Seeing what looked like a breaker (linked to the main) feeding this reverse polarity thing had me confused.

What is the norm for you guys is better and safer than what we have, but then all our sockets at the marina are on an RCD (earth leakage, sorry I forget what you guys call it) and they greatly reduce the chance of electric shock.

Also boats with AC shore power have to have an electrial warrant fitness issued by and electrial inspector every two years. No sticker No plugin (Yea, right :( )

 

Edit: Dam, I'd better get my spell cheaker working again.

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Dutch-

 

The panel I'm buying still isn't in compliance with the very latest ABYC standards, as they now require an RCD on the mains breaker on the boat, not just on the dock box breaker. rolleyes.gif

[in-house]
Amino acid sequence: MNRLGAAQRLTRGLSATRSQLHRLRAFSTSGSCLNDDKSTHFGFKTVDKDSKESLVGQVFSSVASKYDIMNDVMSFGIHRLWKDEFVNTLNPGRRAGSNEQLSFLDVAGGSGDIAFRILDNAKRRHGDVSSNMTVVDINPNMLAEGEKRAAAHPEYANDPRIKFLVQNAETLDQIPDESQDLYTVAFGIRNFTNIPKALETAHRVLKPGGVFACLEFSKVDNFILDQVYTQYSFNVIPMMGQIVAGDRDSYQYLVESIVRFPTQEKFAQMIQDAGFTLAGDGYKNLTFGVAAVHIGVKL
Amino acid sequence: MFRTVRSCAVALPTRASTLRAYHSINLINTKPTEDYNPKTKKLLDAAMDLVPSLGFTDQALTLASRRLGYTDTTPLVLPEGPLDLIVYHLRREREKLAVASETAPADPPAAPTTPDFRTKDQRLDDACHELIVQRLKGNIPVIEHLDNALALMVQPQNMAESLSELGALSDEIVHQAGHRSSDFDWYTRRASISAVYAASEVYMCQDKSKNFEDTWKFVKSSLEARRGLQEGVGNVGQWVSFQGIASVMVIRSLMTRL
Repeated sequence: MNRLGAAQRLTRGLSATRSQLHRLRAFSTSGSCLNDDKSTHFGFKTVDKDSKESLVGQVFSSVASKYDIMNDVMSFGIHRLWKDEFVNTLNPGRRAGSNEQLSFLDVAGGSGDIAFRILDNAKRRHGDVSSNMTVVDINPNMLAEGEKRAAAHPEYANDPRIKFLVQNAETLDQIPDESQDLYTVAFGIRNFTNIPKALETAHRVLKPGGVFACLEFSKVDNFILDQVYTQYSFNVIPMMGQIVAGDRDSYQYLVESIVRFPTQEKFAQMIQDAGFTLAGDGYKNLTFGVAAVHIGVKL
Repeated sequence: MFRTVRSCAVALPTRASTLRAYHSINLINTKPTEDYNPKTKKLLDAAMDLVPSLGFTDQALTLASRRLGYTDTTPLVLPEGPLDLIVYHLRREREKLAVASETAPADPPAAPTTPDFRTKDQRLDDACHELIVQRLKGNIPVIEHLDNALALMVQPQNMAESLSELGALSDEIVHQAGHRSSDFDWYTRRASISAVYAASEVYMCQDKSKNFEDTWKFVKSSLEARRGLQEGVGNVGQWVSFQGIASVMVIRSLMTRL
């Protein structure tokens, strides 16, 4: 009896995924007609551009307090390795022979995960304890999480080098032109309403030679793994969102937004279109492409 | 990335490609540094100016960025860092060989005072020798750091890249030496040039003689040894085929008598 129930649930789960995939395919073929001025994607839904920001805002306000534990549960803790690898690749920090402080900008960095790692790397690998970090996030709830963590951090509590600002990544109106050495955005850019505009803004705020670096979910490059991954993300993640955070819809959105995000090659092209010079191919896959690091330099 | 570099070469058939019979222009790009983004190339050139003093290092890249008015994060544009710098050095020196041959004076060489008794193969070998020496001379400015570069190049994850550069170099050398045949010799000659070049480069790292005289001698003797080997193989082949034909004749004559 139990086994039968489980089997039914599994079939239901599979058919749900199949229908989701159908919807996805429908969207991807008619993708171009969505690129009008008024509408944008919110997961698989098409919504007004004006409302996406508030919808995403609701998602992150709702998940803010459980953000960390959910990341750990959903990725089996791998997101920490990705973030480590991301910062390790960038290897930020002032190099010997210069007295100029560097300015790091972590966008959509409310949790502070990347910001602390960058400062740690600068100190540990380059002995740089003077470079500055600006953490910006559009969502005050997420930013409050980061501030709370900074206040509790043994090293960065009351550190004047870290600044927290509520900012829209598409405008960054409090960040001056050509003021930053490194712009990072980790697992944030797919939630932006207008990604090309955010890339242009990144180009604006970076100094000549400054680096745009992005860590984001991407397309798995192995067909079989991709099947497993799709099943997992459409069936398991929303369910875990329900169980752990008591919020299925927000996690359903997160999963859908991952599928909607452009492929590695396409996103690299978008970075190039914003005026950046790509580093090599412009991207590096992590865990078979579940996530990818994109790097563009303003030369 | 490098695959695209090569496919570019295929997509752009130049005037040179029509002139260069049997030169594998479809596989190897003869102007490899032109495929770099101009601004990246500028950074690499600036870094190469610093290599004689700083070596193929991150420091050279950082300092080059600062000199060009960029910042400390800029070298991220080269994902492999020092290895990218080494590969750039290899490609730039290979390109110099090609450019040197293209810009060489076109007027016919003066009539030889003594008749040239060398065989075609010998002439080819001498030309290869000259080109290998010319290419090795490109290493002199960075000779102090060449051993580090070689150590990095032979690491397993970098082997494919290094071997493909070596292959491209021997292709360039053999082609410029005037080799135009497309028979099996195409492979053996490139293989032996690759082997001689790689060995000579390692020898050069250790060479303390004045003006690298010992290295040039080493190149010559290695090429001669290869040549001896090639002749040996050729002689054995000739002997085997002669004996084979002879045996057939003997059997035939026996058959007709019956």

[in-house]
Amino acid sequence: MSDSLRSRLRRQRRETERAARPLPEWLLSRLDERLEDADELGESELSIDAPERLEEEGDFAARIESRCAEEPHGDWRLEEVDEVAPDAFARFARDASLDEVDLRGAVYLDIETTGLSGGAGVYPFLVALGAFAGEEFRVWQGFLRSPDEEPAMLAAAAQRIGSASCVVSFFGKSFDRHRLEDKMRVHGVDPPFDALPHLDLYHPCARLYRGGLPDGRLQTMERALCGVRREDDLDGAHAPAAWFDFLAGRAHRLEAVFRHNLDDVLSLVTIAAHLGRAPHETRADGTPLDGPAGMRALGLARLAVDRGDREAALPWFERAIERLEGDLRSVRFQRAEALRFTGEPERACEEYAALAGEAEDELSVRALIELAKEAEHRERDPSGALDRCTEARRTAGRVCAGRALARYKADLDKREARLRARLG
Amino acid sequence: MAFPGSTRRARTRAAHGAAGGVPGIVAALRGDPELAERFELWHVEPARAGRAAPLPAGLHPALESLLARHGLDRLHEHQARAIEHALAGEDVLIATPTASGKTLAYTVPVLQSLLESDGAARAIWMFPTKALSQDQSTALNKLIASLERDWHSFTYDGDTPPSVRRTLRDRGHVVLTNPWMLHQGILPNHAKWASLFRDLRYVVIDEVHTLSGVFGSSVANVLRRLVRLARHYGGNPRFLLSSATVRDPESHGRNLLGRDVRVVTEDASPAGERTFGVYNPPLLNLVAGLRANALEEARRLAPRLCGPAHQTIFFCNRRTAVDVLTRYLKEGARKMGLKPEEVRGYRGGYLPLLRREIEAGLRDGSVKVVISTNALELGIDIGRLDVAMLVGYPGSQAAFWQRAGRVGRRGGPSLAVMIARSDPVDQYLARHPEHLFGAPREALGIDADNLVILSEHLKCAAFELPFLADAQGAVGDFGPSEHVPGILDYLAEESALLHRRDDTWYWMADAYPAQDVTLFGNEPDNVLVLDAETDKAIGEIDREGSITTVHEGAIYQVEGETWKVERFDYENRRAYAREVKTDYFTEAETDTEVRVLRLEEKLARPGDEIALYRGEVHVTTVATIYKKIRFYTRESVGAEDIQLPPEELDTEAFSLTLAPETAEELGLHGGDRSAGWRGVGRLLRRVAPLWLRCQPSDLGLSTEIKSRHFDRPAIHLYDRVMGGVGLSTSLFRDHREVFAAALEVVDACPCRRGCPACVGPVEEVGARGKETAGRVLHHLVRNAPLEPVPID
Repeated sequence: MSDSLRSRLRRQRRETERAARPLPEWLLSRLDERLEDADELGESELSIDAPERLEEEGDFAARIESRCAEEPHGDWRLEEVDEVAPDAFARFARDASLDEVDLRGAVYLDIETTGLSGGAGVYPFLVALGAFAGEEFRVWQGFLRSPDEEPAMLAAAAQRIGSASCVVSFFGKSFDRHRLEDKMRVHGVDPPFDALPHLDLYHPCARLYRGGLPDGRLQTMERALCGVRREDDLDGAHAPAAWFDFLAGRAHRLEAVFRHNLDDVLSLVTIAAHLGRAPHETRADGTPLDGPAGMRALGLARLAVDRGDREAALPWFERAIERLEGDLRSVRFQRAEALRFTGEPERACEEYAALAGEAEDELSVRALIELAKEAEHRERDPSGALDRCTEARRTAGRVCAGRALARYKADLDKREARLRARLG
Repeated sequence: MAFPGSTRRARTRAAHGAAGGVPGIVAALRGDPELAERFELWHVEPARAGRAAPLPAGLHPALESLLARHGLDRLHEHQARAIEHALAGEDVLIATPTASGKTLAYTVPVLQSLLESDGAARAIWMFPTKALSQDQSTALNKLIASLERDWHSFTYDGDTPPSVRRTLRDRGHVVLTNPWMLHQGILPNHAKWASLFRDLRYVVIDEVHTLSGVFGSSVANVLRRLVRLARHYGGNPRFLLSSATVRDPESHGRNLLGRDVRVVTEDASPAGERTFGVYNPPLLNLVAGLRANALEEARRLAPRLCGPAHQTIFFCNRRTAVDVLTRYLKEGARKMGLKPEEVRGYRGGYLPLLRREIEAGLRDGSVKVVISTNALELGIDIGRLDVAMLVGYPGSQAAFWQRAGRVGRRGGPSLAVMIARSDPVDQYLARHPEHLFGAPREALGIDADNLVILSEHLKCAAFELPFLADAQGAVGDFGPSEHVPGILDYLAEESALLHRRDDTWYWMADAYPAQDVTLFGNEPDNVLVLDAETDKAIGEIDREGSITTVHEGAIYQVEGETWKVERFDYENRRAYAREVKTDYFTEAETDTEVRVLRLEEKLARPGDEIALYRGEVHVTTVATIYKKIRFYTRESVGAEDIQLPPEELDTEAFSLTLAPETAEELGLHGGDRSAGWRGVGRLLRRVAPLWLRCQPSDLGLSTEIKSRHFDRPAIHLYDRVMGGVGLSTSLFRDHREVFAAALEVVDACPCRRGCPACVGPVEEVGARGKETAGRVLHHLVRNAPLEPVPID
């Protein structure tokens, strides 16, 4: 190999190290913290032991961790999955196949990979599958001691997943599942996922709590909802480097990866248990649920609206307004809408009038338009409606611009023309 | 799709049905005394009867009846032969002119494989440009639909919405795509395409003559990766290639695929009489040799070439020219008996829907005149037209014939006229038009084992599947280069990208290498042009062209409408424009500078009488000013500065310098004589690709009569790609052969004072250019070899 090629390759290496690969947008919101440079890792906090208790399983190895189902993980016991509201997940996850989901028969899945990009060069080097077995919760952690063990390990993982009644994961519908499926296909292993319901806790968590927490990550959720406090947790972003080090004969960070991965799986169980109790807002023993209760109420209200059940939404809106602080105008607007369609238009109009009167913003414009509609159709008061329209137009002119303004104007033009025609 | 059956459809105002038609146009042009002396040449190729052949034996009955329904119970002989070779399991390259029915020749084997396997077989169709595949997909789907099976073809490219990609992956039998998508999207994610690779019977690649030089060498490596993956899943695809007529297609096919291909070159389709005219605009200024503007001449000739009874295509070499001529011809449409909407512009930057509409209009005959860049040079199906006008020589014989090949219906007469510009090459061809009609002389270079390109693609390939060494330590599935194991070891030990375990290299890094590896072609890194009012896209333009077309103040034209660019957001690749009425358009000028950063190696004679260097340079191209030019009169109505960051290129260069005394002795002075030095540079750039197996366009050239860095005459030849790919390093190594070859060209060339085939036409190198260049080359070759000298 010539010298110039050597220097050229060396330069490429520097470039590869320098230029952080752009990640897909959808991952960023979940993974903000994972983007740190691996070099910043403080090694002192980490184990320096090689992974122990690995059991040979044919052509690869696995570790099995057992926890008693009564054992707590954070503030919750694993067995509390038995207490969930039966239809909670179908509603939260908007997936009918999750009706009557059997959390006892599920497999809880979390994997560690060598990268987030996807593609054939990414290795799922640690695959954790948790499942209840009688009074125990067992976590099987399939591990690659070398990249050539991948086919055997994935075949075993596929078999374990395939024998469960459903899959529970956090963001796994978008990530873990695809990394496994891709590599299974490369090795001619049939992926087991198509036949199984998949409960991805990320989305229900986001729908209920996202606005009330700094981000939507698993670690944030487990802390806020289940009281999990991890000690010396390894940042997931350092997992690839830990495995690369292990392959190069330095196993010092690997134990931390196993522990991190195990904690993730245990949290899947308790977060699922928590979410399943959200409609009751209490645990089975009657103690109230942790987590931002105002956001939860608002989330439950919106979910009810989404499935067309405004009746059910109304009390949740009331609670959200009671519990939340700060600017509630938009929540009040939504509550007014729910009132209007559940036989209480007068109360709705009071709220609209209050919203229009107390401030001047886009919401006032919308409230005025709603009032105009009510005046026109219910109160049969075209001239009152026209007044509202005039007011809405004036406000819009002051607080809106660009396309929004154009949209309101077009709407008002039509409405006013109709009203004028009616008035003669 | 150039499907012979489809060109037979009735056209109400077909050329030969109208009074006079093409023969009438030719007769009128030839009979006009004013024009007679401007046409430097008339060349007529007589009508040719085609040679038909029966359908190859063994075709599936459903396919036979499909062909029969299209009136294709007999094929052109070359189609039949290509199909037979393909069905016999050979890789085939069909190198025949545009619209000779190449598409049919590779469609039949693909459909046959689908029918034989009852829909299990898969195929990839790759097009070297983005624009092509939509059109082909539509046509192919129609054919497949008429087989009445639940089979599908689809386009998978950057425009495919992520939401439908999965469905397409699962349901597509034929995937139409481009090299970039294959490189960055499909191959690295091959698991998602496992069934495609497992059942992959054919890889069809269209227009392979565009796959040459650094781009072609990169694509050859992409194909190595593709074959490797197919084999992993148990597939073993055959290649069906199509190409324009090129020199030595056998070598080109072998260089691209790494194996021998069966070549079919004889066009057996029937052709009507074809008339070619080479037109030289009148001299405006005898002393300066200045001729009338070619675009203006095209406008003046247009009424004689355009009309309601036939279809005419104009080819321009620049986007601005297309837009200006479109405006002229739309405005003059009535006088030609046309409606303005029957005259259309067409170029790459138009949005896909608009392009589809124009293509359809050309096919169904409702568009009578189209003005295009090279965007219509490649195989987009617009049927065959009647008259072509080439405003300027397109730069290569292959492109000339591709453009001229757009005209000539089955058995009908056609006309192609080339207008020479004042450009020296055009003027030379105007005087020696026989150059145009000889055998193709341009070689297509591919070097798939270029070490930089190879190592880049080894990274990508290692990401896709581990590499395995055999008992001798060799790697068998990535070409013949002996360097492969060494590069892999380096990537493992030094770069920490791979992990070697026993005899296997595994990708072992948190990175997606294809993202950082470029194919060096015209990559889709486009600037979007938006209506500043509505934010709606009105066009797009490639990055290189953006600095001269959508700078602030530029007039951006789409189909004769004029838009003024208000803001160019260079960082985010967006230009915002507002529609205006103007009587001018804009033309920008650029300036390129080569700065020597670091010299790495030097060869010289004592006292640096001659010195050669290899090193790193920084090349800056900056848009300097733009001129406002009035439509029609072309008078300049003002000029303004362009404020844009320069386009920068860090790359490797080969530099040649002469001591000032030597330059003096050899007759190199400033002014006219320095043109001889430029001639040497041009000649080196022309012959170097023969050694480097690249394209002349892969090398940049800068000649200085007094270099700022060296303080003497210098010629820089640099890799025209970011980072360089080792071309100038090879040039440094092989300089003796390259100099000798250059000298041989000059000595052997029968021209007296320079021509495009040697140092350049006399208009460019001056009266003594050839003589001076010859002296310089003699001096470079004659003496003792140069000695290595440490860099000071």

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Dutch-

 

The panel I'm buying still isn't in compliance with the very latest ABYC standards, as they now require an RCD on the mains breaker on the boat, not just on the dock box breaker. rolleyes.gif

The rules are getting a bit silly. A lot of RCD breakers trip when they are disconected from the power source, The PDL (brand) cord type does. Now if you test you RCD and the one at the dock trips first and the one on your boat trips because the power went out how can you tell if the RCD on the boat works as an RCD? You can't but you still have to test it.

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Ordered a Blue Sea 8027 today for $150:

8027-500x500.jpg